I have only read a collection of short stories and 1.4 of Kurt Vonnegut, Jr.'s novels (Slaughterhouse-Five with Breakfast of Champions currently in the mix), but I love them all. His satirical approach to describing war and America is something I simply haven't experienced otherwise. We take ourselves very seriously here, which is why I'm not surprised by the friends of mine over time who have enjoyed Vonnegut's writing. It's cutting, witty, and matter-of-fact. Moreso, his cuts on American society in the 20th century carry truth; which is really the point of satire, isn't it?
I was going to list satire on its own as the One Awesome Thing today, but that goes against the point of this series. Satire is defined as "in which vices, follies, abuses, and shortcomings are held up to ridicule, ideally with the intent of shaming individuals, and society itself, into improvement." This pointing out of shortcomings would do the opposite of injecting positivity into our lives, such as the 21st century's most prominent satirists do in most cases (i.e. Jon Stewart, Seth MacFarlane, Trey Parker, and Matt Stone).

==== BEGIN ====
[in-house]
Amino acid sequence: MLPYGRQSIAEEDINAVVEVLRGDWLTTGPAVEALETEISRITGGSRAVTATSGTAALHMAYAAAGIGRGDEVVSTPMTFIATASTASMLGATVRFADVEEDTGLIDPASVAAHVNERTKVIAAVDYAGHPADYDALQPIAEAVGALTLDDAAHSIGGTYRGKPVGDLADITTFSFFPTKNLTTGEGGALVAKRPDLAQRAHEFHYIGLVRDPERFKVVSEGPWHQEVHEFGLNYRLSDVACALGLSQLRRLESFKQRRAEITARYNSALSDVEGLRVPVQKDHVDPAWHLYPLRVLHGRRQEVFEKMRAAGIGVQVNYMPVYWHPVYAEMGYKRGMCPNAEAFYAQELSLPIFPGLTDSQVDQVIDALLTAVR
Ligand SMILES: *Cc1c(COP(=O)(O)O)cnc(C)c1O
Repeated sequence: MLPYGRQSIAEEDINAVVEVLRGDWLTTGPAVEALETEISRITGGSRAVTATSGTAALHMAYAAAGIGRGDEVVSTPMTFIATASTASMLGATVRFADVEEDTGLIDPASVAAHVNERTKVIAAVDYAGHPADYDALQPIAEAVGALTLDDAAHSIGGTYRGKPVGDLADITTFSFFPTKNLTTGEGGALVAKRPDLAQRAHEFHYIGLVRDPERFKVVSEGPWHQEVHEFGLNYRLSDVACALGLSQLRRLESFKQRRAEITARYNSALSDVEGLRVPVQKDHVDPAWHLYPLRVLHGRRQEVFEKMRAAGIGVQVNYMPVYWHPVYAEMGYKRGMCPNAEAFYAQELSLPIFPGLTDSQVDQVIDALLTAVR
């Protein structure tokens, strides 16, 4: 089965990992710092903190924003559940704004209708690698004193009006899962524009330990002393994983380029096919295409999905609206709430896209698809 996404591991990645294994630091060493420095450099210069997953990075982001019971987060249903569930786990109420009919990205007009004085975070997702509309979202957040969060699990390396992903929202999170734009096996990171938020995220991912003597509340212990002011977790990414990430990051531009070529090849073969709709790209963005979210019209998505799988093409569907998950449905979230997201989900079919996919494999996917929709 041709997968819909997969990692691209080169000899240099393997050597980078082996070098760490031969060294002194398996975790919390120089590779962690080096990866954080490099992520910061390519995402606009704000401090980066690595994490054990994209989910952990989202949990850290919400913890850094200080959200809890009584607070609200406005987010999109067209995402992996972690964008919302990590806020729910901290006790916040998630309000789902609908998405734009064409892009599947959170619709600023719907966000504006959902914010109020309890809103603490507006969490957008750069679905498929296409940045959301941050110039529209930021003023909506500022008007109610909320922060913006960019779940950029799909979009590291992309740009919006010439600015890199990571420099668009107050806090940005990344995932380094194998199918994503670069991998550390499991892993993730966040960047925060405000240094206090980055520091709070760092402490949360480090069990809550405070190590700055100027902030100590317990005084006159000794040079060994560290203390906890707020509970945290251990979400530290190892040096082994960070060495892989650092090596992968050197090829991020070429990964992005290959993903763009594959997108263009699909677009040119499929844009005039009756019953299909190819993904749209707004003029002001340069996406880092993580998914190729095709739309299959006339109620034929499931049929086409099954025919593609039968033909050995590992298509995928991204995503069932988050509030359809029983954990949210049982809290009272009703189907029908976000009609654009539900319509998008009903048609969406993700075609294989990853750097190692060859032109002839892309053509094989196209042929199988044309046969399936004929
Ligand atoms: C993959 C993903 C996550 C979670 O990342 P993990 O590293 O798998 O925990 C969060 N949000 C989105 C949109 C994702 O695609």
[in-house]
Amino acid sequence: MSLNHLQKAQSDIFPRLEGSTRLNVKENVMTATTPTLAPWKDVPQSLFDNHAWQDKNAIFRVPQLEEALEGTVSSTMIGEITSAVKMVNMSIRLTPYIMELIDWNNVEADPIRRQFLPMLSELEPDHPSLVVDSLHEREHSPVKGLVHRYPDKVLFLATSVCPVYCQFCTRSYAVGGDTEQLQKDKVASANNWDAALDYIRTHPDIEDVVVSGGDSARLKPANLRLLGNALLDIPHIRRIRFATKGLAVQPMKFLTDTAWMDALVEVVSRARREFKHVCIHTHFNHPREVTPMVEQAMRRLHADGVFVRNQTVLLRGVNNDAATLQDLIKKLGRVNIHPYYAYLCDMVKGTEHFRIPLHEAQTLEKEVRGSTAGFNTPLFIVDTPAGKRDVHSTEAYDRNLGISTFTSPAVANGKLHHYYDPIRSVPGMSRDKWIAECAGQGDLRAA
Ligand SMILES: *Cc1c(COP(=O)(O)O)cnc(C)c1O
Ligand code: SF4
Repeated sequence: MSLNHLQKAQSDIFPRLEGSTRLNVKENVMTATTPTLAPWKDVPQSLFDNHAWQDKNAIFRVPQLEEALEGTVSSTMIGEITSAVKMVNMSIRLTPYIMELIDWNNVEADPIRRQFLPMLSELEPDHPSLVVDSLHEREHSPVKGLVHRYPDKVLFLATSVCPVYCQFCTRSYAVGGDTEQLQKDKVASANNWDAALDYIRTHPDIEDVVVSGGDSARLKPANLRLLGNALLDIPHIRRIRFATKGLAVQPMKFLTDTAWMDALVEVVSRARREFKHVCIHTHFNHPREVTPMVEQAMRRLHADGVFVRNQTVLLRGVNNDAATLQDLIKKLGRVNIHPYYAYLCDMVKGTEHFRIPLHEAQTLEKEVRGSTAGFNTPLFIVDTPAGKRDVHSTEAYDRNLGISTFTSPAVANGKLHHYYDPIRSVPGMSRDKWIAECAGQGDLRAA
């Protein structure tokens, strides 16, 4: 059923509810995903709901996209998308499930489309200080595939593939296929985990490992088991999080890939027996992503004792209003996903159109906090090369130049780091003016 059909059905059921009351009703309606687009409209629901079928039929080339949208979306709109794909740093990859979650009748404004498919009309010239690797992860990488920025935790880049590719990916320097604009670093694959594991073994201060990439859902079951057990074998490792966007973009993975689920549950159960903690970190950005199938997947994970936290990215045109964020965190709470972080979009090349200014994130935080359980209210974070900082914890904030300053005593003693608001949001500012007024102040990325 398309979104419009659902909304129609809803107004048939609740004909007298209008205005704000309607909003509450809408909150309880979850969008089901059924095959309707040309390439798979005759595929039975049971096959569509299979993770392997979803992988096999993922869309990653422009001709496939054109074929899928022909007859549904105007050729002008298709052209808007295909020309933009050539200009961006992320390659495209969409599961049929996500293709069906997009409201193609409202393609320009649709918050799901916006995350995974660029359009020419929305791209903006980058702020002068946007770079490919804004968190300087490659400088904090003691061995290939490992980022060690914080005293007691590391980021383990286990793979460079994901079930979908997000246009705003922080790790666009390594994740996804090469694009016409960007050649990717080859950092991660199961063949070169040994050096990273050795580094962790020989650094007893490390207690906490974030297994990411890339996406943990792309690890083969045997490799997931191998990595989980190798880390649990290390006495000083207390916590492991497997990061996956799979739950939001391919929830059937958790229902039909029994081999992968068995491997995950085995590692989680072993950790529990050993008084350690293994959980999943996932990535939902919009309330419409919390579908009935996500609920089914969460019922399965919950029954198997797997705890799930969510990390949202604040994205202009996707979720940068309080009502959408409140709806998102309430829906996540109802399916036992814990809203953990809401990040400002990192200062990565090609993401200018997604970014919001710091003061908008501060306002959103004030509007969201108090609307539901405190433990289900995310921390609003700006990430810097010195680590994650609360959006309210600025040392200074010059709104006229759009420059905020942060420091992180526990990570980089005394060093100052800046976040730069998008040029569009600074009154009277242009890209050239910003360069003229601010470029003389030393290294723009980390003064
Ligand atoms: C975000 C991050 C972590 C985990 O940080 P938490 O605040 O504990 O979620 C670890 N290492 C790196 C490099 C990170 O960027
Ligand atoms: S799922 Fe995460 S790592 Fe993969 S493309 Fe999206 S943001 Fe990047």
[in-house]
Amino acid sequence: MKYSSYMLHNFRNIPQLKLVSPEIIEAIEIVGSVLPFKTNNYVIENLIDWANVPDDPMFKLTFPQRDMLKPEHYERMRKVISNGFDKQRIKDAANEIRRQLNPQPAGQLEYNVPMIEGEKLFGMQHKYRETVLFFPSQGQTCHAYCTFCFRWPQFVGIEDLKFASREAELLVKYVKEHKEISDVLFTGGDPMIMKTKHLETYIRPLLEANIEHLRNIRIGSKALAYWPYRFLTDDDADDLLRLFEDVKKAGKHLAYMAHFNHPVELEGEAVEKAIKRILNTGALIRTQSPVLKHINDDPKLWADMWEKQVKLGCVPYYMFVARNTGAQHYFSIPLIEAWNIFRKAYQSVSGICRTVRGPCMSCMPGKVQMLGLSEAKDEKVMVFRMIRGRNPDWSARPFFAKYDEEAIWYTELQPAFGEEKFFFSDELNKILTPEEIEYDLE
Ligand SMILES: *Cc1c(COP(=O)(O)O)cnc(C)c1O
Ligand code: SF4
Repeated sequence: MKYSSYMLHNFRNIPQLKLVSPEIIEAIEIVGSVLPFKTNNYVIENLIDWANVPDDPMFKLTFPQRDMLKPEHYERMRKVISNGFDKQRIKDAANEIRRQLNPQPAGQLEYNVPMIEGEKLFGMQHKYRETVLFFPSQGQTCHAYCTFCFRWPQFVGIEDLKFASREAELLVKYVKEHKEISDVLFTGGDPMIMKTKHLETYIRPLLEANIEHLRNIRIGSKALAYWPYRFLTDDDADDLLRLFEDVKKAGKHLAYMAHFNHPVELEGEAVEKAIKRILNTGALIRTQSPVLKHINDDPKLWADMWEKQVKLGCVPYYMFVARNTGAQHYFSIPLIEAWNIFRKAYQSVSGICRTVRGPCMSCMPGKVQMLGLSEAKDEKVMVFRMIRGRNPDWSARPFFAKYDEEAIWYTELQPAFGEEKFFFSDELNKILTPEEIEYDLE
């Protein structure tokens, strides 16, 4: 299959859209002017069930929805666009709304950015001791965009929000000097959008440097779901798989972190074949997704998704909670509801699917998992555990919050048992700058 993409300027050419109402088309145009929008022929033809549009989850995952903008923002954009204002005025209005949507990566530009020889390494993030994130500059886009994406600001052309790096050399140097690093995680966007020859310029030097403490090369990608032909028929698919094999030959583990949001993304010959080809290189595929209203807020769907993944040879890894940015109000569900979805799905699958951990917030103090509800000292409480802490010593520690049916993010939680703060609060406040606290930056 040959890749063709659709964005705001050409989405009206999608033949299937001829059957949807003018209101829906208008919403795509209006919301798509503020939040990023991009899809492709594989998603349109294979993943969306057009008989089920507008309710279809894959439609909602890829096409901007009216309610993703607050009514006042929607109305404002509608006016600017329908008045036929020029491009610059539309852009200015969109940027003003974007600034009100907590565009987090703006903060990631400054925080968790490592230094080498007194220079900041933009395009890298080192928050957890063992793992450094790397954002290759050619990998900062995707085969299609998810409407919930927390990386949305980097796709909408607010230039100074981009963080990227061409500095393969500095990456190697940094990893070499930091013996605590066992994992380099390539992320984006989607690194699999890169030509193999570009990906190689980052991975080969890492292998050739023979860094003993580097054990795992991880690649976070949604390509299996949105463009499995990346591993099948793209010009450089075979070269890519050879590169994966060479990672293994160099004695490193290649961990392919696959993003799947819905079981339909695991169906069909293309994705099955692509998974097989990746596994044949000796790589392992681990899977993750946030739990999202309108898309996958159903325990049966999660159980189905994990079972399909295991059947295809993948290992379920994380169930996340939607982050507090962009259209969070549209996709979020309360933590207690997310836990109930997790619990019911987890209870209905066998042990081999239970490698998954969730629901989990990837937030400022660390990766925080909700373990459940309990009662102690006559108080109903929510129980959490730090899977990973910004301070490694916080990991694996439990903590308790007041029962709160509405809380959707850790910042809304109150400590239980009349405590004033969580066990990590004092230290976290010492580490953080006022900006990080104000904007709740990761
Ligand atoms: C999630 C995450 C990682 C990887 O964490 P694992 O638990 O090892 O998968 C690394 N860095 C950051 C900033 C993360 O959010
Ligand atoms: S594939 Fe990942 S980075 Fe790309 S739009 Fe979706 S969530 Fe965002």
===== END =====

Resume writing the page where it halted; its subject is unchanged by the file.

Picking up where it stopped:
Vonnegut's satire, however, provokes thought. It calls to mind the things about American society that we can change in our day-to-day lives. Things like self-centeredness, inconsideration, and over-consumption are addressed with witty humor in a way that makes you laugh at yourself and think "is this really what someone would describe to someone who had never been to America?"
These sort of wake-up calls are necessary to get us going, but to also make light of some serious matters that could easily bring us down. There's a blurred line between negative and positive satire, but Vonnegut does a good job of erring on the positive, whether he intended to or not.